The Obedience of Saying Yes (and No)

“I imagine that yes is the only living thing.” — ee cummings

The Edge, Inside and Out

On a towering rocky precipice high above the sea at the end of the African continent, we looked out over the cacophonous watery expanse, eighteen foot waves marching across the swirling abyss of green and grey. From that stormy, swell washed height, Katie and I were acutely aware that together we had arrived at another precipice, an interior cliff edge of not knowing which direction to take. Did the obedient way forward, one in which we would honor our vocations—both together as a married couple and as individuals—mean staying in this rural village on the Indian Ocean coastline of South Africa? Or did it mean saying goodbye, leaving and possibly never coming back? Would obedience come by saying yes or by saying no to the opportunity to stay and move beyond the season of discernment we’d been in and begin the next steps of pursuing our vision of a rural community development initiative in this place?

Children preparing to surf near Ryan and Katie’s community in Coffee Bay, South Africa

The first time I stood in this village nearly a decade earlier, the rocky precipice was there, but the interior one was absent. Back then in this very location, I had an inner vision in which I saw the Kingdom of Heaven fully manifest in this place. The tension of “the already” and “the not yet” of God’s Kingdom had given way to an unrestricted, complete inbreaking of shalom.

I was captive to that vision of God’s shalomic harmony; for eight years it haunted me, seduced me, and eventually lured me back. I returned there with Katie on two occasions in 2011 and 2012 for several months each time to explore the possibility of moving there following graduation from seminary. Together with the community, Katie and I discerned the creation of a missional project rooted in an asset based approach to community development.

Over the course of those months spent getting to know the land, the people, the sea, and the community, Katie and I also came to get to know ourselves in new ways. A few weeks after we stood together on that rocky precipice above the tempestuous winter ocean, a mirror of our own unsettled souls, we had realized that saying yes would mean capitulating to obedience to something other than our deepest selves, God, and the shalomic vision I had been given.

In that South African village, together Katie and I discerned that to be faithful to our depths, to our lives, to our God, saying no was required. Despite the shalomic vision and hope, obedience, paradoxically and painfully, meant saying no.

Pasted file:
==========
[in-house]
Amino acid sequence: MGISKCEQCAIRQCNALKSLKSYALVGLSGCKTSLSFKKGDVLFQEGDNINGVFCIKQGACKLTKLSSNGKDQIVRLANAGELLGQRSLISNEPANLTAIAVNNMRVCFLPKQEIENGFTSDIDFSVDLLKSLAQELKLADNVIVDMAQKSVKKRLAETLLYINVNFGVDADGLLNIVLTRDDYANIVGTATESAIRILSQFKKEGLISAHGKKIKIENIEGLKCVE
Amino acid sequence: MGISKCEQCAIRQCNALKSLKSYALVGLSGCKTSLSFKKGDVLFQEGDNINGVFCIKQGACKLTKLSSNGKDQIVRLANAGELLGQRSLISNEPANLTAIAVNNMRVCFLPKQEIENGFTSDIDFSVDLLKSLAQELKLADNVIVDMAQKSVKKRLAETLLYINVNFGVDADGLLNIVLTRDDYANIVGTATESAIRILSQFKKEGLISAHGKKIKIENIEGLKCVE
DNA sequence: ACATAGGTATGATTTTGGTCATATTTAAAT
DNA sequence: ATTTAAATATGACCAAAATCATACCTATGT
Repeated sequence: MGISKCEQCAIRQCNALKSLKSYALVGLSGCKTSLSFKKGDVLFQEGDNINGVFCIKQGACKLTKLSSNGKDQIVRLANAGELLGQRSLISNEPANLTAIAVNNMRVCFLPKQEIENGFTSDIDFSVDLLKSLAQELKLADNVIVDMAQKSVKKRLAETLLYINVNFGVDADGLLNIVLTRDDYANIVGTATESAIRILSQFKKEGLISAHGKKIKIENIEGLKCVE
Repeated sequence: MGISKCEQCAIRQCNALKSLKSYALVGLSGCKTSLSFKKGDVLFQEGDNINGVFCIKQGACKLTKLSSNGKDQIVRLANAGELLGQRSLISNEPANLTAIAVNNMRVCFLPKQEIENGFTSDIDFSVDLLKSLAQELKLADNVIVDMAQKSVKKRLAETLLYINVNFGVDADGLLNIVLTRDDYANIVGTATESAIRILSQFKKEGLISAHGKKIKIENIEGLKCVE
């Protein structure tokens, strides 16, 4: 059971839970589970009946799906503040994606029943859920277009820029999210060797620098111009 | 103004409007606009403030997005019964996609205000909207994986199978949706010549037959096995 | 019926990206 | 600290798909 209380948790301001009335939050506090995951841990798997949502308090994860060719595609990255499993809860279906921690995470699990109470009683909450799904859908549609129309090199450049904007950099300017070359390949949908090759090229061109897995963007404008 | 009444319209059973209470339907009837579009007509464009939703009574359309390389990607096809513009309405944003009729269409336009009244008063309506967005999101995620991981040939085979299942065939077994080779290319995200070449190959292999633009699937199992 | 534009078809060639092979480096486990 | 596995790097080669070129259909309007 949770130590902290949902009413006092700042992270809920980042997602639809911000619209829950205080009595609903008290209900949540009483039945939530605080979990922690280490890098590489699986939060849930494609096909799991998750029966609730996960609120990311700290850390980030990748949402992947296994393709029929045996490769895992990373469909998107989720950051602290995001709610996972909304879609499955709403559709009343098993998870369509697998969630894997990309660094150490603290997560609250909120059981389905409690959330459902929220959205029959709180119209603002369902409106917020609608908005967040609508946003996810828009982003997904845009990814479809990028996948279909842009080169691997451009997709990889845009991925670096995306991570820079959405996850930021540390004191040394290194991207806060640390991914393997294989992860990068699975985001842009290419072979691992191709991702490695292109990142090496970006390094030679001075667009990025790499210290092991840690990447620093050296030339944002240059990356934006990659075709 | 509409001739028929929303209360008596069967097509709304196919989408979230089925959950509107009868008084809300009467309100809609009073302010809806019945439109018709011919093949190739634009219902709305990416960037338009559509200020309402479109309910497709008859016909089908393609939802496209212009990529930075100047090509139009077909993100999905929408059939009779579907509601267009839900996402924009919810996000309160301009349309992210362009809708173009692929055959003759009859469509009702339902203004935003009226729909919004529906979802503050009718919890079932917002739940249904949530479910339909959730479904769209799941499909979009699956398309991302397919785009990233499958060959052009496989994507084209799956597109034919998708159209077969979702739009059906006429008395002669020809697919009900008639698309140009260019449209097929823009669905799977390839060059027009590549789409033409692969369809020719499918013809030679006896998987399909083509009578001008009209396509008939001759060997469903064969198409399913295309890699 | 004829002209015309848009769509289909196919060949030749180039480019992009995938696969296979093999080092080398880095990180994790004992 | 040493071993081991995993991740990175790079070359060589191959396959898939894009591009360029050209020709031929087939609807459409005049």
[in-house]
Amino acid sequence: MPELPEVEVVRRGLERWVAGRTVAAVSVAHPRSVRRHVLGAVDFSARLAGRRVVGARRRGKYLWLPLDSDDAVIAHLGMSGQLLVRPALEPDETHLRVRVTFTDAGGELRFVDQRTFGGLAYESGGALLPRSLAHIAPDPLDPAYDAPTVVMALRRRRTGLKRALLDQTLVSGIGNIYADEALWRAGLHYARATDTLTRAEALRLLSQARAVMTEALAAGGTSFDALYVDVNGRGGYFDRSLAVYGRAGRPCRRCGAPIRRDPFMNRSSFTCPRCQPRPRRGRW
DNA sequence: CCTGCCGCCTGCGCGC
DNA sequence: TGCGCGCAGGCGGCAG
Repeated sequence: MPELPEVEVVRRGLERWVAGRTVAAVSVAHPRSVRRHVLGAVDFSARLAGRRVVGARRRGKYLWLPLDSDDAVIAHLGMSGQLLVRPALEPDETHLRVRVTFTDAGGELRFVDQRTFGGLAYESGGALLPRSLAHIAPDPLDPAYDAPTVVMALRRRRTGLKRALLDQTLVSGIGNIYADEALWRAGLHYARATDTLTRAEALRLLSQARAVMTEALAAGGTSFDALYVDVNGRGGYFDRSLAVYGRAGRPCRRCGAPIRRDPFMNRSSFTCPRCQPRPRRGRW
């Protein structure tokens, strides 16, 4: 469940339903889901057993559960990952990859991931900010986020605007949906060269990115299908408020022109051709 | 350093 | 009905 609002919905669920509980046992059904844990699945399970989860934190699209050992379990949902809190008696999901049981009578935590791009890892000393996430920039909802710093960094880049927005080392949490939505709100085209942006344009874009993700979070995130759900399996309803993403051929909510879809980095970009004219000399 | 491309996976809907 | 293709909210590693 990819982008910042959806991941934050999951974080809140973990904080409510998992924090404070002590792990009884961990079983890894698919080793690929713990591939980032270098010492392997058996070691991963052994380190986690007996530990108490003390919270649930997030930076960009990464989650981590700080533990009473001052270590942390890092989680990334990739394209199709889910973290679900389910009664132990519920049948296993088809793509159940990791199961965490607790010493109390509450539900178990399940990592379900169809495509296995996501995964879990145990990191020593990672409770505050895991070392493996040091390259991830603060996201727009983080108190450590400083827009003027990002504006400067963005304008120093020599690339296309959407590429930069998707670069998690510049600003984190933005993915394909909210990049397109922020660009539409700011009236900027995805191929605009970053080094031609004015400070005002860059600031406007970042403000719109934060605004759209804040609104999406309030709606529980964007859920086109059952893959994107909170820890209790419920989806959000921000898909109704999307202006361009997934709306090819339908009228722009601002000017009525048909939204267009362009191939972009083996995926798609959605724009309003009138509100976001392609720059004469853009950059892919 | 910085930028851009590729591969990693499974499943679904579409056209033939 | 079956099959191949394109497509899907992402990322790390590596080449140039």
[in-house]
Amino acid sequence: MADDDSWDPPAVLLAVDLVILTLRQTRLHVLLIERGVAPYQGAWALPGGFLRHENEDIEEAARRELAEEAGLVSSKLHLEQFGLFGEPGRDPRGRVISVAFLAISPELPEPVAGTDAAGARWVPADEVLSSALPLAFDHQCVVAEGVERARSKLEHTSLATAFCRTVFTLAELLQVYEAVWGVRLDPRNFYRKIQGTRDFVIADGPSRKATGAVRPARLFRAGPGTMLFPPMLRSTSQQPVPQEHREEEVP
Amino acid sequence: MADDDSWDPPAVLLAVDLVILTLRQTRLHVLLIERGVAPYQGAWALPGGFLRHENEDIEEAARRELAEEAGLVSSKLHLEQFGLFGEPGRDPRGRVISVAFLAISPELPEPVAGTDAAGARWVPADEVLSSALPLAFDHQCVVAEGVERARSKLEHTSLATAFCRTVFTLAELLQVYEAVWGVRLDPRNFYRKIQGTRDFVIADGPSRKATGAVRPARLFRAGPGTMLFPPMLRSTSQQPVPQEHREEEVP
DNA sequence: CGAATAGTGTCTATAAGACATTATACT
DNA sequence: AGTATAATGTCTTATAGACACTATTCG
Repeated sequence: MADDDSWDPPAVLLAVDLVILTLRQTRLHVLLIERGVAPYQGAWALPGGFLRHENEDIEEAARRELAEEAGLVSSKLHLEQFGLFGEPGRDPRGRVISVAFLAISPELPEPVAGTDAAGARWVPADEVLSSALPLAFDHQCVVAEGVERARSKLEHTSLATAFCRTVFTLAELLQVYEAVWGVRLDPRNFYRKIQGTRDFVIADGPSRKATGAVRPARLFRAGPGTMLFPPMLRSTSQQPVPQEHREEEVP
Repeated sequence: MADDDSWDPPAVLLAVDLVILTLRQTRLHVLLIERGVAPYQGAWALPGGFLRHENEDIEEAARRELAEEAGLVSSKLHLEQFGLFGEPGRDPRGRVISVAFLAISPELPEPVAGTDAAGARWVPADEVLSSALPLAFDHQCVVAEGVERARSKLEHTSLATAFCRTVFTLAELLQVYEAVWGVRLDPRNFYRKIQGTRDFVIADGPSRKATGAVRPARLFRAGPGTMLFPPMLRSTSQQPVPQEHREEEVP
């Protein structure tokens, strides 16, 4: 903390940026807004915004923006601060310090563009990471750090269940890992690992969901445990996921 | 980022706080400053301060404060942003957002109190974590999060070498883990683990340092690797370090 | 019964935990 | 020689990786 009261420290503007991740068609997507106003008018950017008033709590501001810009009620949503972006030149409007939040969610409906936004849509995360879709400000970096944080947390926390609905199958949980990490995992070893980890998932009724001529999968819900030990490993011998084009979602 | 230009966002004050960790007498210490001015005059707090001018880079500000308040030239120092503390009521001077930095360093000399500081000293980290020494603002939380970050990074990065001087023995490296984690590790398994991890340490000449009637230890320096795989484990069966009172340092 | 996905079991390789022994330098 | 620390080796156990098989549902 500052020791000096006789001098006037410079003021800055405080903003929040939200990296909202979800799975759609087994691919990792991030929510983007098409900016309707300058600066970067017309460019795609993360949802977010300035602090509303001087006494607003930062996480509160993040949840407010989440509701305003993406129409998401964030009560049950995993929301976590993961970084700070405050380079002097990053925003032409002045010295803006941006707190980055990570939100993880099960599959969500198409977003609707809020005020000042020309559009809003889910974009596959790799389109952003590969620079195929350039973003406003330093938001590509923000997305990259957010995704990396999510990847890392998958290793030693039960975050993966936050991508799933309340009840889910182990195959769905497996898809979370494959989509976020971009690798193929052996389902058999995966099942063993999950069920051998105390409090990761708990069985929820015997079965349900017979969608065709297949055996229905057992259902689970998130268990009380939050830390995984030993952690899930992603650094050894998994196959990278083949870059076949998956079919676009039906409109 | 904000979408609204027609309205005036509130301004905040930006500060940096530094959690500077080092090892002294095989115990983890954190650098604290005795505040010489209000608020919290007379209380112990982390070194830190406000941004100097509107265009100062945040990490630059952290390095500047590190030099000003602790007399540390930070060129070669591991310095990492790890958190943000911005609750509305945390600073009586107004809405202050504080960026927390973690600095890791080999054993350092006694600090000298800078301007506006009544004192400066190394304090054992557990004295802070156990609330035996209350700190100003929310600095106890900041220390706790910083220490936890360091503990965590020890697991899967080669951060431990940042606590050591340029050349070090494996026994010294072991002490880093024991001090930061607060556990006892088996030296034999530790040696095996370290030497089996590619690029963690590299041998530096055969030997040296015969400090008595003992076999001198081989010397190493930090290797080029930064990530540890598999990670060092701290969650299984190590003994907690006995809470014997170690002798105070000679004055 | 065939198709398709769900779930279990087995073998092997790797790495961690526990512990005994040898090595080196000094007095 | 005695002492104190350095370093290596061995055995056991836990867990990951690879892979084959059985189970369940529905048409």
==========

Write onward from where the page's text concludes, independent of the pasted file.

Yes and No: A Whole

Perhaps yes is the only living thing, as the great American poet ee cummings wrote, because no is also alive in its own distinctive ways. We can only say yes if we also say no. If yes is the via positiva, the way of affirmation, no is the via negativa, the way of negation. If yes is kataphasis, affirmation, no is apophasis, literally “to say no” in Greek. Yes is the only living thing because yes only exists at all because of no. Yes lives alongside no as night does day. Yes and no are not opposites, but rather they create a whole, a dialectical embrace. Saying yes and saying no are two complementary dimensions of a single contiguous process of obedience. The path of obedience comes through discerning to what we will say yes and to what we will say no.

Ryan and Katie in Medellin, Colombia.

Articulated thus far has been a rather circuitous way of connecting my and Katie’s past to the present, the then to the now—where we stand atop another cliff edge: beginning a new WMF field in Medellin, Colombia.

I imagine that yes is the only living thing. And I imagine that saying no is an integral aspect of what has brought us to this new cliff edge. We aren’t in South Africa as we had thought we would be five short years ago. Instead, we are poised to begin something new in Colombia, something which, of course, exists in a future that hasn’t yet been written, in a narrative yet to be told, with cliff edges of interiority yet to be navigated. 

To all of which we say yes.


Ryan and his wife, Katie, are among the newest members of the WMF staff. They are being commissioned this month to begin the work of  WMF Colombia. Ryan is a spiritual director, writer, and freelance theologian with a master’s degree in Theology & Culture from The Seattle School of Theology and Psychology, a post graduate diploma from Liverpool School of Tropical Medicine in the UK, a bachelor’s degree from University of Vermont and currently working toward a master’s degree in Counseling Psychology. He has spent many years living in economically marginalized communities in South Sudan, Kenya, Mozambique, South Africa, India, and the Caribbean.

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